The Word Of Faith And The Power Of Words
In 2017 I preached on what is widely known as the word of faith movement. Though many more names could be added to this list, the most popular advocates for word of faith teaching include: Joyce Meyer, Andrew Wommack, T. D. Jakes, Benny Hinn, Joel Osteen, Miles Munroe, Kenneth Copeland, Paula White, and the suitably named Creflo Dollar. In a third post—making up something of series—I wrote: “This increasingly popular teaching says that God does not want us to ask for things according to his will, rather we must use the power of Jesus’ name to rid our lives of sickness and whatever else ails us.”
The Word Of Faith: Positive Confession
You can click on the above links to know my position on the teachers mentioned and the word of faith movement more broadly. But a core belief among word of faith proponents is the idea of “positive confession,” or the “believer’s authority.” This is often labelled ‘name it and claim it,’ by those who are critical of the word of faith movement. But this may be a slightly unfair and simplistic portrayal of the word of faith.
Those who hold to the word of faith teaching believe that believers’ words are powerful, making Christians able to declare new realities and speak things into existence. Far from being arbitrary, this belief is variously grounded in our status as adopted children of God, the imago Dei, and Jesus’ teaching about prayer. Because of who we are, word of faith teaching argues, our words have power. The declarative speech of believers is powerful enough to shape and alter reality.
I recently saw a meme on social media that took aim at the word of faith, specifically the idea of a believer’s authority or positive confession. As a series of bullet points, it read: “Your words have zero creative power,” “You cannot speak things into existence,” and “Nothing happens because you declare it.” Having recently preached on James 3:1-12 I saw these criticisms of the word of faith movement in a new light. For—far from suggesting our words are impotent to alter reality, creating changes in our situation and people—James 3 acknowledges the tremendous and terrifying power of the tongue.
James 3: The Destructive Power Of Words
Before you suspect me of jumping onto the slippery slope towards word of faith teaching, let me add: the power of the tongue in James 3 is entirely negative and ultimately destructive. The longest biblical passage about our words, metaphorically the “tongue,” does not exhort us to boldly claim blessings but rather chaste self-control. James 3 does not encourage us to unleash our tongues; it categorically cautions against the use of them. This is why James 3 opens: “Not many of you should become teachers…for you know that we who teach will be judged with greater strictness” (3:1). Because our words possess incredible potential for destructive power, James issues a warning against teaching others.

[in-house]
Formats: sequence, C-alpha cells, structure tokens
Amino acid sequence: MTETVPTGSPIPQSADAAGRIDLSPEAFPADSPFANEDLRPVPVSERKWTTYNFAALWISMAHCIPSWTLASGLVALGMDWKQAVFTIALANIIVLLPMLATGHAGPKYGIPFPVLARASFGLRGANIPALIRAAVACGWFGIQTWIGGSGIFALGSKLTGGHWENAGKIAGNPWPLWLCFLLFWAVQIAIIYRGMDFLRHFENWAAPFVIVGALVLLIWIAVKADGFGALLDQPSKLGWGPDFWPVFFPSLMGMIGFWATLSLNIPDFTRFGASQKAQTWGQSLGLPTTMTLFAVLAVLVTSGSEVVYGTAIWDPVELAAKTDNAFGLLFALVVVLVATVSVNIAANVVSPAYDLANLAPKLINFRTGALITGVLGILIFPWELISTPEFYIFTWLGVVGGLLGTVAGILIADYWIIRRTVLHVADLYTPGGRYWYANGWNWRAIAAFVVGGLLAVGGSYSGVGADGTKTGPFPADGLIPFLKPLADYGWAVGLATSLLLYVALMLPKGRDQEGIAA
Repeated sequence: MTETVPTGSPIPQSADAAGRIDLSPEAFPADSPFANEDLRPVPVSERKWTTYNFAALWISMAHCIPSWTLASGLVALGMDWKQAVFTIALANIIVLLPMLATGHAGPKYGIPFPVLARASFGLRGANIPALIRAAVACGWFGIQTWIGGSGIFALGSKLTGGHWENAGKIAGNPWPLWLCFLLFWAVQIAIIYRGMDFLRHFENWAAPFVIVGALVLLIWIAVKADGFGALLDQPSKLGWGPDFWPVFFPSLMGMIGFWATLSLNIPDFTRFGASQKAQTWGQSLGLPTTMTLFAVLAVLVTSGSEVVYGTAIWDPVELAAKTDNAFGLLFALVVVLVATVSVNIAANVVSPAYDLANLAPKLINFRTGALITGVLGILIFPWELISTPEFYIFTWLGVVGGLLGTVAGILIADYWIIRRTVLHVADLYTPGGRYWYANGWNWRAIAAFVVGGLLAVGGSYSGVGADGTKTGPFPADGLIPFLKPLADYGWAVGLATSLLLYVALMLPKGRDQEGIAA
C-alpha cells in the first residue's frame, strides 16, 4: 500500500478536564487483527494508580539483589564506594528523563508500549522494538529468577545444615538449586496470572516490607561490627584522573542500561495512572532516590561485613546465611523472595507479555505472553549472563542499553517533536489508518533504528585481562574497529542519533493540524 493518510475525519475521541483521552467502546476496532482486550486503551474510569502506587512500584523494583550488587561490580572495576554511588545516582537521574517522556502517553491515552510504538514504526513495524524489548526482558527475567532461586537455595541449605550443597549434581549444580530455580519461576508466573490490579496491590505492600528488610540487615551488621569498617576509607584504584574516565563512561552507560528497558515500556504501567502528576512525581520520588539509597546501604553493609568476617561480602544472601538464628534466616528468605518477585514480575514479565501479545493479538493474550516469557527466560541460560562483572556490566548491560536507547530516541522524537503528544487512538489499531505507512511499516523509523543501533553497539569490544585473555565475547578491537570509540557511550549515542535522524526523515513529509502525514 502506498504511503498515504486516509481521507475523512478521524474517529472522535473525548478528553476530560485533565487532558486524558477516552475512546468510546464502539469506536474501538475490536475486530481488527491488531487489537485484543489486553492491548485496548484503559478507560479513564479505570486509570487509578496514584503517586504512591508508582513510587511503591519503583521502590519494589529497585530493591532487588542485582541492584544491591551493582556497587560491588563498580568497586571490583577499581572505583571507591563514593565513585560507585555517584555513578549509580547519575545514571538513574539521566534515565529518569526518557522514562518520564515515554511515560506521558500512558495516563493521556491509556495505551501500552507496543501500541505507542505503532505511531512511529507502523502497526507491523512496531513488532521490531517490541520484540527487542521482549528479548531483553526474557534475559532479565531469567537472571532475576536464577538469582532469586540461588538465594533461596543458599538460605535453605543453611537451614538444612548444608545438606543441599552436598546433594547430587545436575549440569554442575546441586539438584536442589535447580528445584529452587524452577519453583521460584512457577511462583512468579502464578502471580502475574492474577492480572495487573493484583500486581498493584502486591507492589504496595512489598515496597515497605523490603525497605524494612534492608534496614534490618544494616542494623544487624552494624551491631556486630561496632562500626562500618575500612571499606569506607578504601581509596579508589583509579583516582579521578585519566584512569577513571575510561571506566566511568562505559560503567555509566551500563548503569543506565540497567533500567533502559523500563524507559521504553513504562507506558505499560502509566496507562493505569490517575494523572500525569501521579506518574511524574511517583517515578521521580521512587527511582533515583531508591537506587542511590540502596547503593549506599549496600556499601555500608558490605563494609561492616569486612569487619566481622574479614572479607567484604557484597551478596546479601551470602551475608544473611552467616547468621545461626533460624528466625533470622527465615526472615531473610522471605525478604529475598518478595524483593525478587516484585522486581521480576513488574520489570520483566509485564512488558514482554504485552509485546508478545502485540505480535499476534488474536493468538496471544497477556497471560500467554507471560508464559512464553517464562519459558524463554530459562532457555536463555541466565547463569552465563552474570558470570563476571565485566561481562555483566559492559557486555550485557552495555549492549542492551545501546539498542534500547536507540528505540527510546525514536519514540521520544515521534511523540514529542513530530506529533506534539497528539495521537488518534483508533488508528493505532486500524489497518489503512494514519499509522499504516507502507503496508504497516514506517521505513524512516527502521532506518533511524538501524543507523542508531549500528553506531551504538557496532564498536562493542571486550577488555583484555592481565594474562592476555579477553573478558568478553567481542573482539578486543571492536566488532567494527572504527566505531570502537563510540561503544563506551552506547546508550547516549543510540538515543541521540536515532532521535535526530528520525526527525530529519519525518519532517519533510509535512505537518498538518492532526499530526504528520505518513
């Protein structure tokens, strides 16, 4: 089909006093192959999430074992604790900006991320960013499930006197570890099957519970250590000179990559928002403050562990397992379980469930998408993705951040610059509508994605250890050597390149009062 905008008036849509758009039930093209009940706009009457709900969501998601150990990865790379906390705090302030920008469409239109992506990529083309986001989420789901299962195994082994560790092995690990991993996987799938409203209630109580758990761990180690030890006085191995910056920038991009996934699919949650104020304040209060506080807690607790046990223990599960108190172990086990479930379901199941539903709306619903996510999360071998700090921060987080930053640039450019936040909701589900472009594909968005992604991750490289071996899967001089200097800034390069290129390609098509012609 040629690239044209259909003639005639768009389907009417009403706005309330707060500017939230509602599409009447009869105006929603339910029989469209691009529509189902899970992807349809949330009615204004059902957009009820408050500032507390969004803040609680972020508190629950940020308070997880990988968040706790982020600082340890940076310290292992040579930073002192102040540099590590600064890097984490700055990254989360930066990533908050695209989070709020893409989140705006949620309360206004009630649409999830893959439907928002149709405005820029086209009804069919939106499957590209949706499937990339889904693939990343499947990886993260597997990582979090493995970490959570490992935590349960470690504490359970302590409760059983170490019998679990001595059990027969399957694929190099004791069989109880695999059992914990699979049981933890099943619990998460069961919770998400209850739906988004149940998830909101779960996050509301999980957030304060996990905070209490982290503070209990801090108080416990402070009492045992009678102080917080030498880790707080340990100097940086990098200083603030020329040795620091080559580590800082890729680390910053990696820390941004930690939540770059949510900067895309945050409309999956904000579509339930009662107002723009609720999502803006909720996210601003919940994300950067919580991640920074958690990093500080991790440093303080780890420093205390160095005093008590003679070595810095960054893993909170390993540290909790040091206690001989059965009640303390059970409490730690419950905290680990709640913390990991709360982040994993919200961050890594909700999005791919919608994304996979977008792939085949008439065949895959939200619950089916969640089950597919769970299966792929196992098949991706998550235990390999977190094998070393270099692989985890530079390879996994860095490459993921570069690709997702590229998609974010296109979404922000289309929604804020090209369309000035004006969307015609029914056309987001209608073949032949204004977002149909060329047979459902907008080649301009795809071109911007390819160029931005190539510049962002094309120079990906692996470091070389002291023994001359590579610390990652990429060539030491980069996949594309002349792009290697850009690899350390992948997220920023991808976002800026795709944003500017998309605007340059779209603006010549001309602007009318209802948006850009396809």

The remainder of the passage invokes vividly memorable illustrations to demonstrate the tongue’s penchant for damage and harm. After establishing the rarity—or impossibility—of never being at fault in our speech (3:2), James sets out to show that despite its insignificant stature the tongue boasts of great things (3:5). He continues, “How great a forest is set ablaze by such a small fire.”
However, contrast with advocates of the word of faith movement, this astonishing potential is never applied in an optimistic or even vaguely positive manner. James 3 does not say, ‘as a forest is set ablaze by a tiny spark, so too can our words shape reality, by declaring blessings and speaking better realities into existence.’ He writes, “the tongue is a fire, a world of unrighteousness….staining the whole body, setting on fire the entire course of life, and set on fire by hell” (3:6). He then reiterates the serious challenge in taming our tongues (3:7), before adding, “It is a restless evil, full of deadly poison” (3:8). Unrighteous. Set on fire by hell. Evil. Full of deadly poison. The most sustained teaching on our speech in the Bible readily acknowledges the power of words—a terrible and untameable power.
The Word Of Faith Contrast With The Word Of God
In conclusion, it is unnervingly obvious that word of faith proponents have either never read James 3 or simply refuse to believe it. For, despite all their emphasis on the power of speech, it is rare that they admit the moral or ethical significance of the tongue and words. Thus instead of exhorting Christians to be self-controlled in their speech, upholding a tried and tested Christian virtue, they peddle pagan magic and unbiblical superstition. It’s much easier to pack out stadiums and become a bestselling author when your message is more aligned with The Secret than Jesus’ or James’. But calling on anyone to hold or even bite their tongues is far less attractive a message than claiming they have divine power.